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Death Valley geology field trip

Zabriskie Point

Badlands topography
Badlands topography. Photo by Paul Stone, USGS.

Unearthly world-Death Valley’s badlands

spacer image Looking out from Zabriskie Point, you are surrounded by yet another of Death Valley’s forbidding, almost unearthly, desert landscapes. These are badlands. Everywhere you look, you see bone-dry, finely-sculpted, golden brown rock. Only the sparsest vegetation can survive in this intricately carved terrain.
spacer image What processes work to form this spectacular scenery? Surprisingly enough, the story of Death Valley’s badlands begins and ends with water.

A muddy beginning

spacer image At Zabriskie Point, the badlands are developed on a mudstone foundation (Furnace Creek Formation). Fine-grained sediments (silt and clay) were deposited in one of Death Valley’s prehistoric lakes, then were buried by still more sediment, and finally compressed and weakly cemented to form the soft rock called mudstone.
spacer image If you take a microscopic look, you would see that the clay minerals in the mudstone are shaped like tiny plates. These plates act like roof shingles, preventing water from penetrating the surface. The combination of the almost impermeable mudstone and Death Valley’s scant rainfall makes plant growth and soil development nearly impossible.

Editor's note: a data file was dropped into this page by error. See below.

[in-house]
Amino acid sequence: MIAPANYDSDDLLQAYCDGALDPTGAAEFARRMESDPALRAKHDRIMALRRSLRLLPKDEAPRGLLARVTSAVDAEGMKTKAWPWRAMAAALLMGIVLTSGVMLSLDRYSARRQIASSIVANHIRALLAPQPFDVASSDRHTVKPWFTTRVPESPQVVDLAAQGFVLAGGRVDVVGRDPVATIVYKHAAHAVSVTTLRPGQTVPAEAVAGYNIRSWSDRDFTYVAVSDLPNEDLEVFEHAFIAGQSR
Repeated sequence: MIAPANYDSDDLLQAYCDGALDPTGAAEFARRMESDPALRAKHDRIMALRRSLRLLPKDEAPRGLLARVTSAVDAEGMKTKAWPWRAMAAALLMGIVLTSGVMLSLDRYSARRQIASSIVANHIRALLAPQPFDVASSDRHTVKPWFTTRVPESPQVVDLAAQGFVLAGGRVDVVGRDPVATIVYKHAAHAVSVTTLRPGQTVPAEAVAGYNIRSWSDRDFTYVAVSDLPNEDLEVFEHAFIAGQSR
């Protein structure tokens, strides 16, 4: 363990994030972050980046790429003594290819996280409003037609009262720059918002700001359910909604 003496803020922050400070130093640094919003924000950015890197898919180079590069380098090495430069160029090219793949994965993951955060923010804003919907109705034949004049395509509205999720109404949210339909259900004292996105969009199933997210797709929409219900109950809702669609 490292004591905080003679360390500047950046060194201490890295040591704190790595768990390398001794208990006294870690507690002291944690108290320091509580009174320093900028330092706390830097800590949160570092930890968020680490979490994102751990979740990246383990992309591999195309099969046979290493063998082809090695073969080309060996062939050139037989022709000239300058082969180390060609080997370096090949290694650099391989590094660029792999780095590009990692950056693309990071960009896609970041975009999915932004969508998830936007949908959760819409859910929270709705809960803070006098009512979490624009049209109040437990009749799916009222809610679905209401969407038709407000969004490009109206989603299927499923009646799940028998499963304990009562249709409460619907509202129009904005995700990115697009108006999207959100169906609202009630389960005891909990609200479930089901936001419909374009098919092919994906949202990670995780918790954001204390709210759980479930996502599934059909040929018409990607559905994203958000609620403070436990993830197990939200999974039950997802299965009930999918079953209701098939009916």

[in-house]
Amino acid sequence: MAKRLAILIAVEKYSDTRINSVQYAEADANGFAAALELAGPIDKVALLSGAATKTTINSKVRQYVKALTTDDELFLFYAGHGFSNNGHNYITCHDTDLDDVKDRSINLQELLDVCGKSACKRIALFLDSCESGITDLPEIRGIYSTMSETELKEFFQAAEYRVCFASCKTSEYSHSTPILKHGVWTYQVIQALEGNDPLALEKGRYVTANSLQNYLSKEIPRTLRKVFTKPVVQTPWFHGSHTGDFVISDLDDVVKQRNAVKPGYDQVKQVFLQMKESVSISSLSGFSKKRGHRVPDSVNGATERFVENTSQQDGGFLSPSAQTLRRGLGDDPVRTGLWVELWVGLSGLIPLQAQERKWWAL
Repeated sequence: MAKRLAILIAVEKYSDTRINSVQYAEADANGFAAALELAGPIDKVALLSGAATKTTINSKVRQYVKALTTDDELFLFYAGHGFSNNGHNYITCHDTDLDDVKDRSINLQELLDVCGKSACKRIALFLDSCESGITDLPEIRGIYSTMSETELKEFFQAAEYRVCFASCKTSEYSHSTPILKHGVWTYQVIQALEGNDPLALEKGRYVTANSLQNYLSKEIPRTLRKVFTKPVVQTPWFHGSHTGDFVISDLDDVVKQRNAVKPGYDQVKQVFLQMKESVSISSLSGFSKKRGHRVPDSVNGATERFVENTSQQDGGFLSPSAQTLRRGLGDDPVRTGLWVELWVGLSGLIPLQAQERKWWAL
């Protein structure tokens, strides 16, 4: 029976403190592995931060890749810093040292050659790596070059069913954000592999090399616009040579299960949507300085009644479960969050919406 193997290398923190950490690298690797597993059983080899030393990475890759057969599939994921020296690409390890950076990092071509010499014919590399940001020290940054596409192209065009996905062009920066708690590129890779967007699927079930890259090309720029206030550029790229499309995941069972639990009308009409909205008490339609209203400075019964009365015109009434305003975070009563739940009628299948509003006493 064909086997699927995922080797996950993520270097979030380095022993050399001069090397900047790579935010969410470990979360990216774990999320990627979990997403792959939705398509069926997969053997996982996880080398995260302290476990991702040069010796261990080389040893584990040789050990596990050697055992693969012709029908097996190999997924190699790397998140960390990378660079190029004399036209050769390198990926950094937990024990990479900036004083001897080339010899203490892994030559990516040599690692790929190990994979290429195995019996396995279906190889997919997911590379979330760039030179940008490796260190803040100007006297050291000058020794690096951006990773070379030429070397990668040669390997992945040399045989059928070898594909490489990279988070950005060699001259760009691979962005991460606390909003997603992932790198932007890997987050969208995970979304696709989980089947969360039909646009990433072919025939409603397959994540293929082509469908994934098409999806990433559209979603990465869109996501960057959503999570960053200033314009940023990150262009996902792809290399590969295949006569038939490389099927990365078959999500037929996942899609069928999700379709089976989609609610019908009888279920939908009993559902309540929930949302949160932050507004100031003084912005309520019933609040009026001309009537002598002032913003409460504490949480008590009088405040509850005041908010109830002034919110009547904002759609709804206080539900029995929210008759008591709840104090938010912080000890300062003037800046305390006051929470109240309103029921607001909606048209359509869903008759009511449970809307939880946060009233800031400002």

illustration on the way
View from Zabriskie Point. Photo by Marli Miller.

Water: the continuing sculptor

spacer image Now, back to the role of water. At Death Valley rainfall is intense but sporadic. Very long periods of drought are punctuated with drenching downpours. With so little vegetation and no soil, when water reaches the ground, there is nothing to absorb the rainfall. During Death Valley’s rain showers, water hits the surface and immediately begins to rush down the steep slopes, sweeping along particles of loosened mud. The rate of erosion can be incredible! Tiny rills are quickly carved into the soft mudstone. The more water in the downpour, the more rills are needed to carry the water away. Rills cut deeper to form gullys. Badlands are the ultimate result-nature’s way of efficiently moving lots of water quickly.
Furnace Creek Formation in time
geologic time scale
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This page was last updated on 6/28/00
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